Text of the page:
The narrator, Toby seemingly has it all. A good job, a great girlfriend, and a couple of best buds, along with amazing good luck. He's always considered himself lucky, but a fateful night changes that. After spending a night drinking at a pub with those besties, he ends up surprising burglars at his home and suffers a terrible beating, including a head injury that leaves him with gaps in his memory and psychological scars. After a few weeks in the hospital, he's coaxed into staying with a beloved uncle who has recently been diagnosed with brain cancer. His uncle's house has been in the family for a few generations, which brings back memories of the summers he and his two cousins spent there during their childhood and teens.

Things seem to be going well with Toby's recovery until the day a skull is found in the hollow of an old elm tree in the garden. When the skull is identified as belonging to a boy Toby and his cousins knew in school, a boy everyone thought had jumped to his death after graduation, Toby has to face the reality that his memories of the past, what he knew and what he didn't know, were not what he'd thought. Family secrets are uncovered as the police investigate. The mystery of how the victim died, then who killed him, is almost secondary to Toby's mental unraveling. French has woven an intriguing story involving PTSD, memory, the lies we tell ourselves, and the nature of identity. Her attention to details, of grounding her characters in reality, made me care deeply for Toby, his cousins, and his uncle.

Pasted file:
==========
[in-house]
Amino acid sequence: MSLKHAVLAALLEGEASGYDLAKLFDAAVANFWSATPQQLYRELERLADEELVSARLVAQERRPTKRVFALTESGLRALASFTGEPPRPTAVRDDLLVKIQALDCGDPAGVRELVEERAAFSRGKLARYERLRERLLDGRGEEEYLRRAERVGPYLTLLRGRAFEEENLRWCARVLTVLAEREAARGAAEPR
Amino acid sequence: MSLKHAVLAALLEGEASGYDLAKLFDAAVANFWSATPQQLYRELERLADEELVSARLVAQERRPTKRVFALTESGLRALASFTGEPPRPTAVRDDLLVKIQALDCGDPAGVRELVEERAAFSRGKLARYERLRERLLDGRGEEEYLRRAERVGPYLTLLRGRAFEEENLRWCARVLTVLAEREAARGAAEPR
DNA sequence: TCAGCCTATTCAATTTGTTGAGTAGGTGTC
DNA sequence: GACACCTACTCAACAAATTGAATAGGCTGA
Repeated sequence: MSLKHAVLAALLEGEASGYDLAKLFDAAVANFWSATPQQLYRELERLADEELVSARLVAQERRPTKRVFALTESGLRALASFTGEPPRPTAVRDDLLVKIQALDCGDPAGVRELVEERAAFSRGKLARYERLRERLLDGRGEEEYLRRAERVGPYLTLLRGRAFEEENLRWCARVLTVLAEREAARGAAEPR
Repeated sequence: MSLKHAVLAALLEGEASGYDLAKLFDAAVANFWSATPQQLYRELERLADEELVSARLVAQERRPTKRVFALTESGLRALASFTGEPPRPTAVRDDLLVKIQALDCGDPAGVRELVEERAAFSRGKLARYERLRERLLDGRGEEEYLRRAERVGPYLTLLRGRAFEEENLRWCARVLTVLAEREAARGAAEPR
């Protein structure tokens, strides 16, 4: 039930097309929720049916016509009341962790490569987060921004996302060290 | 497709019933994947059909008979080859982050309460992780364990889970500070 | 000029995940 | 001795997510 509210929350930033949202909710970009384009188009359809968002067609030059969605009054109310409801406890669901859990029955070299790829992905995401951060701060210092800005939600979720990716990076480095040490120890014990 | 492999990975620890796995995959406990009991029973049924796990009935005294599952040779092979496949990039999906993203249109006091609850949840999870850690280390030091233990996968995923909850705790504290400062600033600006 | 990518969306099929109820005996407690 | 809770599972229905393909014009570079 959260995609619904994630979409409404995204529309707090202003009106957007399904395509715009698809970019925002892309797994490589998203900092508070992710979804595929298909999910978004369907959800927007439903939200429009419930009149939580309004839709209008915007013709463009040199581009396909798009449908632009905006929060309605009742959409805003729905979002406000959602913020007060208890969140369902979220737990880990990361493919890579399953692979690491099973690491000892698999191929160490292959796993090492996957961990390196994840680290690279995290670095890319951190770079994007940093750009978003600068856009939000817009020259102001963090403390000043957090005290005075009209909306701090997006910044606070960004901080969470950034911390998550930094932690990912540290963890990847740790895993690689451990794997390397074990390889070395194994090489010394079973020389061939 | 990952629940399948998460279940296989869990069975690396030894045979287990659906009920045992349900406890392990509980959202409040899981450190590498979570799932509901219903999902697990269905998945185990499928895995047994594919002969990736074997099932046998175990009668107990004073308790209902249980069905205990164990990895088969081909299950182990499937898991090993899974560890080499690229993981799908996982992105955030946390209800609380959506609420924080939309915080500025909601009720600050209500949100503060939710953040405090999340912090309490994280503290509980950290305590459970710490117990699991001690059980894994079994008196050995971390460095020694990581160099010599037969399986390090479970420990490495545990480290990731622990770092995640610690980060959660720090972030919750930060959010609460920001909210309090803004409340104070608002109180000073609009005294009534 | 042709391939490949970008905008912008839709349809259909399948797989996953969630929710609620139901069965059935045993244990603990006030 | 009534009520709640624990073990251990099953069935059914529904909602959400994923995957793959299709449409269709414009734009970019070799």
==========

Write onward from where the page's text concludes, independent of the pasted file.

Friday, September 06, 2019

The Air Between Us

TITLE: The Air Between Us
AUTHOR: Deborah Johnson

As I often end up doing, I read this book after the the author's second book set in the small town of Revere, Mississippi. That one, The Secret of Magic, was set in the 1940s, just after World War II ended and revolved around the murder of a returning black war hero. This book, set in the mid-1960s, is focused on the federally mandated school desegregation's affect on the town, while also serving up a mystery involving a poor white man's death due to a supposedly self-inflicted gunshot wound. The blurb on the back of the trade paperback makes it seem to be more a mystery tale than it truly is. This is as much a story about a town in the deep South as the author's second one is, with fully realized characters possessing complexity and contradictions. In a town where whites and blacks don't mingle and everyone seems to know everyone's business, there are plenty of secrets that, if revealed, could change everything.